Friday, January 21, 2011

"Farewell my country that never was"

  Ali Belail, a southern northern Sudanese, gives his explanation of why the country is splitting.

MY COUNTRY Sudan has failed.

It is sad but it is not shocking. The failure was always inevitable but you had to be a southerner to know that. It is hard to resist the urge to blame; to think of all the years and opportunities that were squandered and blame even more. Perhaps it was a country that never made sense. For it to have made any sense required us all Sudanese to swear allegiance to something bigger and more important. It couldn't be the tribe because there are so many. It couldn't be the race because there are so many. It couldn't be religion because there are so many. It could only be an idea that would encompass all those things.

A conundrum, but one that other nations like India, Brazil and Malaysia faced and -- fundamentally-solved.

A multitude of ethnic groups, tribes, religions and languages, the largest country in Africa and the potential to be one of the richest countries in the region. More than that: to be the country where all this worked. But not Sudan. For that the blame must rest on the north: the so- called Arab Muslim North. More specifically, the elite who have ruled Sudan since independence and squandered every opportunity to challenge and address Sudan's (or rather the north's) overriding condition: a type of racism that is unique to Sudan.

Contrary to what many in Western media will tell you: religion was not a factor in the north's dispute with the south until 1983 and only became a major factor when the current regime in Khartoum came to power in 1989 and thrust Islam as the central force in Sudanese politics. In political terms: it was a dispute about an elite that never devolved power nor seriously sought to develop any region of Sudan save a very small core. And therein lay Sudan's ailment: an ethno-centric elite that was and remains ill at ease with its mixed African Arab heritage.
Picture this: it is sometime in the 1970s and I am at some family event in Khartoum. My aunt (who is quite dark herself) who is the keeper of my family's heritage whispers in my ear and points to a very dark man in the crowd. "He was one of your grandfather's 'Farkh' " (slave). He is Muslim too. He eats with my family, jokes and talks and visits with them. But he would probably never be able to marry from them. Why? Because he is not pure; he has slave blood. Should I generalise? I shall and not even cautiously.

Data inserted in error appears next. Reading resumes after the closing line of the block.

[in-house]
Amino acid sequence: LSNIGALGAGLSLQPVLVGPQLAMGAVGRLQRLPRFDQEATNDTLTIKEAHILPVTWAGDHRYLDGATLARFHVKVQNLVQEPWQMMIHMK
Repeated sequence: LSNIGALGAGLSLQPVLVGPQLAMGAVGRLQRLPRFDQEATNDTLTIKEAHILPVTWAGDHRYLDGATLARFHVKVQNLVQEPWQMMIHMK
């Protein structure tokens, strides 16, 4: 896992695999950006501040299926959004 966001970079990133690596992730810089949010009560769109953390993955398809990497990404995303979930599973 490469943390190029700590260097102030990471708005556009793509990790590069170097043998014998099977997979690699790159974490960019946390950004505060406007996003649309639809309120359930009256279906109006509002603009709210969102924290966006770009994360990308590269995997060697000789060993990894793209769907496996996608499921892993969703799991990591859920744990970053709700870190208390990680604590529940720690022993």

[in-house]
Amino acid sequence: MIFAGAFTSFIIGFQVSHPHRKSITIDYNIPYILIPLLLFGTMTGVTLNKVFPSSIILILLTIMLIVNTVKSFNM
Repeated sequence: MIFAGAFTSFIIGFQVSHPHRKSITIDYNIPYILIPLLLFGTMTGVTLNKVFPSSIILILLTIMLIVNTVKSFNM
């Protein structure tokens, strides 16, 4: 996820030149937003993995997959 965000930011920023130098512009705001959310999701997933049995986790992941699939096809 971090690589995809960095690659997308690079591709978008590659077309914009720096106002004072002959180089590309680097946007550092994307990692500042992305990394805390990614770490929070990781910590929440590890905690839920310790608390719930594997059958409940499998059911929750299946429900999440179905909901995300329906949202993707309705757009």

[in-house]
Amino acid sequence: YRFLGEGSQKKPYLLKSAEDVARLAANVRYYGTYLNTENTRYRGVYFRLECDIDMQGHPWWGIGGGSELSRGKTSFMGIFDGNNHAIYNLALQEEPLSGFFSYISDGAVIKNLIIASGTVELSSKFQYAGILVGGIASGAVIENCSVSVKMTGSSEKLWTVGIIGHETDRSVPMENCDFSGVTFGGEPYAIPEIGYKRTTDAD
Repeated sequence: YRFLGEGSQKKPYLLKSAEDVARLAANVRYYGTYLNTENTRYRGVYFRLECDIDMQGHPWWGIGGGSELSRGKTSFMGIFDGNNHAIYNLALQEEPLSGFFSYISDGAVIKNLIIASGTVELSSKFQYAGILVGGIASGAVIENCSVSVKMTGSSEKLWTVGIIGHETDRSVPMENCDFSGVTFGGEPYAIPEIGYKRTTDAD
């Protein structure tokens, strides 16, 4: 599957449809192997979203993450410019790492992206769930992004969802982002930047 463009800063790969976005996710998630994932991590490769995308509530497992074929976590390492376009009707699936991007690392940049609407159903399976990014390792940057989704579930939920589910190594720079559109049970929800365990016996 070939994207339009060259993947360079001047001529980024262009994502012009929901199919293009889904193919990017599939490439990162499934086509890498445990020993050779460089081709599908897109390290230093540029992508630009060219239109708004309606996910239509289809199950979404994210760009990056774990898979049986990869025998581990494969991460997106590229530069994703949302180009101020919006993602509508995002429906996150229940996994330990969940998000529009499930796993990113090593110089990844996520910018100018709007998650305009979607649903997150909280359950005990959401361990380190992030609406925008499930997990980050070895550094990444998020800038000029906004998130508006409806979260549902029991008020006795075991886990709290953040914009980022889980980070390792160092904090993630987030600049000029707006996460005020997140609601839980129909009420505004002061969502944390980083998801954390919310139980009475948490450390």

The Northern (Muslim Arab) population is predominantly "dark" by any and all standards. To deflect from that fact, northerners conjured a system that calibrates colour so that it was not -- and is not -- uncommon to hear people describing other people as "Blueish [black]", [Greenish [Black], Redish (to refer to someone with fairly fair skin colour), Halabi (derived from Laban (milk) or possibly the Syrian city of Halab) to refer to those who are fair (probably of Egyptian, Syrian or other light skinned stock) and the second worst of all gradations: "slave" which could describe any of the hues of black. A southerner was simply called a "southerner". You needn't bother which ethnic group: Dinka, Nuer or Sholuk or any other. They were outside the range of the calibration system. They almost didn't exist -- one saw right through them.
For the so called Arabs, they vied for the closest link to an ancestor from the Arabian Peninsula. The closer, the purer, the better. Yet we are all mostly shades of black or dark brown at best. Where that came from is never explored.
 This obsession with lineage and race could only be challenged through a comprehensive vision: education, media and development. The 1970s during Numeiri's rule was a hopeful time when there was peace with the South and the beginnings of a social, cultural and political integration between the two sides but it did not last. In 1983 Numeiri reneged on the 1972 peace agreement and its core condition of decentralization and kicked off Sudan's adventure with political Islam. And the war commenced.

It is hard to think of any other elite that failed so consistently and decisively. Not the great statesmen at independence (Azhari and Mahjoub); not Aboud; not Sadeg Al-Mahdi; not Numeiri who squandered his regime's potential; not Sadeg Al-Mahdi again (miraculously) and certainly not the neo fascist so called Islamic regime of Bashir; none of them recognized that Sudan's diversity was the clue that would bind it all together. Meanwhile, the Sudanese people and more specifically the Northerners were left without a vision of a country which they would share with other Sudanese. Instead, they all reveled in their abject tribalism and ethnocentrism and without doubt racism.
More here.

Image:  a street crowd in Khartoum.

1 comment:

  1. Anonymous7:46 am

    I am a Northern Sudanese.

    Ali Belail